Report says nearly 3,000 potential trafficking victims detained since 2019
After Exploitation and Women for Refugee Women find large numbers of potential victims of trafficking are subjected to immigration detention
05 February 2021
A new report by the NGOs After Exploitation and Women for Refugee Women published yesterday has found that the UK is increasingly detaining potential victims of trafficking and modern slavery in immigration detention centres, with several thousand detained since 2019.
The 17-page report can be downloaded here.
The NGOs say that they obtained data after submitting Freedom of Information (FOI) requests which illustrates that 4,102 individuals with trafficking indicators have been detained since 1st January 2019.
The vast majority of the 4,102 detained were men (84% or 3,444).
Of the total number of individuals with trafficking indicators detained, the NGOs found 2,914 were potential victims of trafficking and had received acknowledgement as having 'reasonable grounds' in a trafficking claim, and in principle were eligible for support and assistance.
After Exploitation and Women for Refugee Women found there has been a concerning increase in the use of detention, noting: "The most recently available data as of 2020, obtained by After Exploitation, showed that the practice of detaining potential victims of modern slavery has been increasing year-on-year. The figures show the number of people, recognised by the Home Office as potential trafficking victims, before, during, or after detention more than doubled from 410 to 914 between 2017 and 2018. By 2019, the annual detention of potential trafficking victims had tripled. These figures show that safeguards, intended to recognise people too vulnerable for detention, were frequently failing to spot indicators of trafficking and safeguard against wrongful detention."
While there has been a significant reduction in the use of immigration detention since the Covid-19 pandemic, the report found that 969 people with trafficking indicators were nevertheless detained in 2020.
The report did not give overall details on the length of detention, though one case study highlighted in the report was of a woman who had been detained in Yarl's Wood for nearly eight months in 2017. She was conclusively recognised as a victim of modern slavery in 2020.
Theresa Schleicher, Casework Manager at Medical Justice, said the numbers in the report, although high, are likely to be the tip of the iceberg. Schleicher said her organisation frequently encounters survivors of trafficking in detention who have not been recognised as such by anyone before.
Maria Thomas of Duncan Lewis Solicitors added that she believed the Home Office's practice of truncating asylum screening interviews, pursuant to an unpublished policy, had contributed to the detention of hundreds of vulnerable trafficking survivors.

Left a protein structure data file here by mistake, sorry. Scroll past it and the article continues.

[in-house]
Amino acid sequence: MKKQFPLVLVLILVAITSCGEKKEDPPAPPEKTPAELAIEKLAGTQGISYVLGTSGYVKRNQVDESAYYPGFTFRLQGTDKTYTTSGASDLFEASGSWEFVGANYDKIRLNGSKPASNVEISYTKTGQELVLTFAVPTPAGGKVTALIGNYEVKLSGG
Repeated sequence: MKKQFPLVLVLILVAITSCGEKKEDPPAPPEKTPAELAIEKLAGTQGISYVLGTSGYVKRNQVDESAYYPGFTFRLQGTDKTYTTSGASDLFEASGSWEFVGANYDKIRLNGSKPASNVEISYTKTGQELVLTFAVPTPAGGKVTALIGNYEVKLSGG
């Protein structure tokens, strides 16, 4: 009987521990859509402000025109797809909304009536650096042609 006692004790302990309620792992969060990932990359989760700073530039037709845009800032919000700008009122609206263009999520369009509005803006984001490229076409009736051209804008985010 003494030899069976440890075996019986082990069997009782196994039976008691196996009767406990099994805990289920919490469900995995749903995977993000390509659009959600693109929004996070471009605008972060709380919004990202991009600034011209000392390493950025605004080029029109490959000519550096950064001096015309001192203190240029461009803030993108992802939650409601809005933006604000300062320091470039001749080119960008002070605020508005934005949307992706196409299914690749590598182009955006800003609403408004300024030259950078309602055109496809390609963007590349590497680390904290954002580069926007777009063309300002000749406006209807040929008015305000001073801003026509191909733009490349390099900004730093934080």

Gemma Lousley, Policy and Research Coordinator at Women for Refugee Women, said: "The 'Adults at Risk' policy, introduced in 2016 to supposedly reduce the number of vulnerable people in detention, has consistently been found not to have achieved this. During the coronavirus pandemic, the situation for vulnerable people in detention has become even worse. The detention of thousands of people who are potentially trafficking victims cannot be understood as the result of unresolved 'problems' or 'deficiencies' within an overall well-intentioned system. Rather, it is the inevitable outcome of the hostile and neglectful system that has been put in place."
Maya Esslemont, Director of After Exploitation, said: "In press statements, the Government routinely acknowledges that modern slavery is a 'heinous crime' capable of inflicting physical, psychological and interpersonal devastation on survivors. Yet, in 2021, the Government has refused to introduce immigration protection for survivors. An absolute ban on the detention of survivors has also been ruled out. The Government must urgently reverse its position, which is leading to unthinkable numbers of trafficking victims being held in prison-like settings when they should be receiving support."
In response to the report, a Home Office spokesperson was quoted by Sky News as saying: "The vast majority of these individuals raised modern slavery experiences, and were then referred, while in immigration detention or after they had been released from detention, to get the support they deserve.
"We consider all cases on an individual and case by case basis, and have safeguards in place which underpin detention decisions, including regular reviews when someone is in detention to ensure it is lawful, appropriate and proportionate."